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UK pharma’s hard-to-recruit posts need foreign recruitment boost

Post-Brexit immigration policy still unclear


A review of high-skilled and in-demand jobs has recommended ‘queue jumping’ measures to attract extra workers from outside the European Economic Area (EEA).

The Migration Advisory Committee (MAC) yesterday published its full review of the shortage occupation list (SOL) and recommended that a number of key life science research professions be among those added to the list.

Jobs listed on the SOL are exempt from many of the current immigration restrictions, which include a cap on visa granted to many professions, including those working in life science research.

The committee has recommended broadening the SOL to include all roles in several other occupations such as medical practitioners, nurses, programmers and software development professionals.

The MAC’s review comes as the UK government prepares to leave the EU, but another comprehensive review will be needed again when post-Brexit immigration rules are decided.

Fears about a strict post-Brexit immigration policy have been hampering life science recruitment (as well as many other sectors) since the referendum result three years ago, and show no sign of being resolved soon.

Professions included on the SOC list can ‘jump the queue’ as they don’t have to be above the £35,800 salary threshold, and employers don’t have to first advertise within the UK.

Biological scientists and biochemists were among the many professions the MAC has recommended being added to the list.  The SOC list currently represents 1% of the UK jobs market, and would take it up to 9% if the government follows the recommendations.

The UK pharma industry association the ABPI contributed to the report, and says it emphasises that the sector relies on attracting a “sustained supply of specialist scientific skills through access to global, as well as home-grown talent.”

Among the roles it highlighted shortages in were bioinformatics, clinical pharmacology and immunology.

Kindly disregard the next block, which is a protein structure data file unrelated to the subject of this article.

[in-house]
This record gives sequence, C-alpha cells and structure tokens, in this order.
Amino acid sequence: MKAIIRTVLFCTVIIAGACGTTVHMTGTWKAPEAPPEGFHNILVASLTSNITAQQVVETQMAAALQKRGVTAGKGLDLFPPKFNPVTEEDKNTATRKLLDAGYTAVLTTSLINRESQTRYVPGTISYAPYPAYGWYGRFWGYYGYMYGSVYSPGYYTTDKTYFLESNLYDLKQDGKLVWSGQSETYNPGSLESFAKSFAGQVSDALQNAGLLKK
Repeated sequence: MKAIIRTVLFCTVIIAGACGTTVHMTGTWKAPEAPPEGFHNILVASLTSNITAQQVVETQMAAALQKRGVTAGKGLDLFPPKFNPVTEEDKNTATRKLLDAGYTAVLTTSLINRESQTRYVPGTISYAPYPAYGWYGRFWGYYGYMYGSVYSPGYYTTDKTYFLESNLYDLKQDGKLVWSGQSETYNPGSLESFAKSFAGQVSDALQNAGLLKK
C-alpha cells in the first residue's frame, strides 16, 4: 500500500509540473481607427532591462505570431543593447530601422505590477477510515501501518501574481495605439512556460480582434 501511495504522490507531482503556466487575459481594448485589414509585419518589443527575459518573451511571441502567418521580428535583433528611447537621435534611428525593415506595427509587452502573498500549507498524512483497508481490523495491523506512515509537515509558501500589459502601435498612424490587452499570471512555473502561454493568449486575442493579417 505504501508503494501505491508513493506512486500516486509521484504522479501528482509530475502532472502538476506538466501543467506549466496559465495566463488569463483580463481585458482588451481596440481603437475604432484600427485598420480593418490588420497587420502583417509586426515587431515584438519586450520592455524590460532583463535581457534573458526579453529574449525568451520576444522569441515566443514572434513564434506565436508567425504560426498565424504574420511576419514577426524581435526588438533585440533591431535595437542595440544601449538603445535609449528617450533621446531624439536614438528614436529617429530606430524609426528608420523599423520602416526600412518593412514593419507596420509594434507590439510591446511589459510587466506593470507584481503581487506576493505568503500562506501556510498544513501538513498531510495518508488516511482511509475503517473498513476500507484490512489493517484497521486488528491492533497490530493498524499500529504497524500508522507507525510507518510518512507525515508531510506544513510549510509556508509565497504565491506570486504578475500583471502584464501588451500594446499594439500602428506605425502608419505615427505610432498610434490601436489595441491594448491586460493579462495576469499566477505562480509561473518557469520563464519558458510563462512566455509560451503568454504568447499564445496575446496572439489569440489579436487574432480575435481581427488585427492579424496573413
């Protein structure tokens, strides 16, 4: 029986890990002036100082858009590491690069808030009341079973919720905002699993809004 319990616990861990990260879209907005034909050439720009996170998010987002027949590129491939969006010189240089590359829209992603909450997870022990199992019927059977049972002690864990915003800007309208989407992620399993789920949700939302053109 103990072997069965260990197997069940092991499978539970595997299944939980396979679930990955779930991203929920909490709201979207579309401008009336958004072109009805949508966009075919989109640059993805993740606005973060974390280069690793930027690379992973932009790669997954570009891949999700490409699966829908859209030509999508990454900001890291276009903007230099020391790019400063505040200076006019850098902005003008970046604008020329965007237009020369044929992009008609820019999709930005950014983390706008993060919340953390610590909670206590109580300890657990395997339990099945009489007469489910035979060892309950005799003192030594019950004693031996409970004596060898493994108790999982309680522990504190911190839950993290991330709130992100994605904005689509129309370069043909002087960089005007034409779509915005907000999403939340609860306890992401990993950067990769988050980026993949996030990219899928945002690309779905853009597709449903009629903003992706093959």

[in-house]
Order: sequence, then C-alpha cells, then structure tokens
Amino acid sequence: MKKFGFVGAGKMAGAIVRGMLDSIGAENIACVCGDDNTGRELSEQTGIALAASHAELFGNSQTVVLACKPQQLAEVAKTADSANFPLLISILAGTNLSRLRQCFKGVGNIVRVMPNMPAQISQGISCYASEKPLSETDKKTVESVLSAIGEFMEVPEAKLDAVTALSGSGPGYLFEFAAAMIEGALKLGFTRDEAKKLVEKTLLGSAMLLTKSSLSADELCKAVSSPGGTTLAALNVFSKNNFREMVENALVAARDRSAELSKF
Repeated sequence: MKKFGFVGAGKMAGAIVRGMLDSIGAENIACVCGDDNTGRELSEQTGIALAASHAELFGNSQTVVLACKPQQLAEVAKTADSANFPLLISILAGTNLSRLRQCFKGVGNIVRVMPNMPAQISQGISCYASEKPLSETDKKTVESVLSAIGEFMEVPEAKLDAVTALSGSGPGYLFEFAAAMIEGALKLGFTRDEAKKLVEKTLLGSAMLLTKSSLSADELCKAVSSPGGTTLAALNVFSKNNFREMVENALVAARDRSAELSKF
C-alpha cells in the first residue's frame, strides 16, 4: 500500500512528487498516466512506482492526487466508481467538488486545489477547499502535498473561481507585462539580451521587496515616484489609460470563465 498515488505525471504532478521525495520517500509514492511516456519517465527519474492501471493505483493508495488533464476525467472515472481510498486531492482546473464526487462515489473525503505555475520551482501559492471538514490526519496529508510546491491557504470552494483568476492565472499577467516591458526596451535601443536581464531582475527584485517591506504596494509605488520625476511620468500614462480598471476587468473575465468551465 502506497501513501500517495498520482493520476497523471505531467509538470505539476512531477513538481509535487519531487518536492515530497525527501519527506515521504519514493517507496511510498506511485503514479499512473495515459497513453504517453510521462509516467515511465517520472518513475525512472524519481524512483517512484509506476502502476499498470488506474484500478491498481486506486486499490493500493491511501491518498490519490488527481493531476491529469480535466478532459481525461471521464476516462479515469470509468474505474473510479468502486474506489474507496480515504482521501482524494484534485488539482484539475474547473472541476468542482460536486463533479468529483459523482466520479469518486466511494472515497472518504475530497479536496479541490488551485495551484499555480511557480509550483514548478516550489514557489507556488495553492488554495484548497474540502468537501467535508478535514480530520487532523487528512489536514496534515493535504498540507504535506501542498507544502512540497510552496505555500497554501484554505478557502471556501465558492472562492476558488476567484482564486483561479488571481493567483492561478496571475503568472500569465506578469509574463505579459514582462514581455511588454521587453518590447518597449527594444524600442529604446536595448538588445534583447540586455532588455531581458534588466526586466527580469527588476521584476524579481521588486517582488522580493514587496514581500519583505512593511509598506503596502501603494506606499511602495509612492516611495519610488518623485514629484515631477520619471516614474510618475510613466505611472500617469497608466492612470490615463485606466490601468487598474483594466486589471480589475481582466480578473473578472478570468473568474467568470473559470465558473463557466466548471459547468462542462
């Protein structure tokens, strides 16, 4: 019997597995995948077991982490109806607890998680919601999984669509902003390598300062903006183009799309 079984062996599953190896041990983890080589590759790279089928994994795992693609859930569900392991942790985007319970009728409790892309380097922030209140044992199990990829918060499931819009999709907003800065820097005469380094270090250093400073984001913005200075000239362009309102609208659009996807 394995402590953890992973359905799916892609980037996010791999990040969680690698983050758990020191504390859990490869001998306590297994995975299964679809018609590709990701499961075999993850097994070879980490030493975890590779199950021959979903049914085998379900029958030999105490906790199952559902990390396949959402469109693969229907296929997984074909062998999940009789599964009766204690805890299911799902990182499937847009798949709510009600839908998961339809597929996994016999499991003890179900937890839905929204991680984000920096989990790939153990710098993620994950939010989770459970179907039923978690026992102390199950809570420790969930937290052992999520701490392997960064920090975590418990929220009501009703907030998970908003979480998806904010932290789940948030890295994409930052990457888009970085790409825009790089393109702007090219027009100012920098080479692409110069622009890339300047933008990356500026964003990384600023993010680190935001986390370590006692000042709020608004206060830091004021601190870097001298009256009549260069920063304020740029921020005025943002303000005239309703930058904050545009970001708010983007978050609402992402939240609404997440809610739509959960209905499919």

The report found that recruitment of bioinformaticians is especially challenging, and has been further impacted by a cap on visas granted for jobs ranked as “Tier 2”.  The MAC found 23% of bioinformaticians at the world-leading genomics research centre the Wellcome Sanger Institute in Cambridge are non-UK EEA citizens, and 21% are from the rest of the world.

It also concluded that degrees in bioinformatics are “starting to yield graduates but as many of these are from overseas (many STEM MSc courses are 50% overseas), the migration system will need to be practical to retain them.”

Another area of concern is data science, an area of increasing importance in life science research. The MAC was told by businesses that data science (in biological sciences or otherwise) is poorly catered for in the SOC codes, as these don’t recognise the crossover between domain specific knowledge (biology, engineering) and data science.

Andrew Croydon

Andrew Croydon

“The UK needs a highly skilled workforce so we maintain high quality research, create the advanced treatments people need and secure better outcomes for patients," said Andrew Croydon, Director of Skills and Education at the ABPI.

“The Committee has heard our views and recognised important skills gaps, including bioinformatics, clinical pharmacology and immunology.

“To create advanced treatments, increasingly we need our scientists to study the immune system and harness the power of genetics – hence all these disciplines are vital. Putting these fields on the shortage occupation list will help us as we look to address the evolving shortages we face.”

MAC Chair Professor Alan Manning said the recommendations were clearly only applicable under the current immigration system, while EU free movement remains. It is recommending a full review of the SOL once a clearer picture of a future immigration system has emerged.

The government has previously said that after Brexit, people from the EU should face the same immigration rules as those from the rest of the world.  However the new post-Brexit rules have not been finalised, and much depends on who will be the next prime minister (the leadership contest now underway) and how Brexit itself plays out.

Article by
Andrew McConaghie

30th May 2019

From: Healthcare



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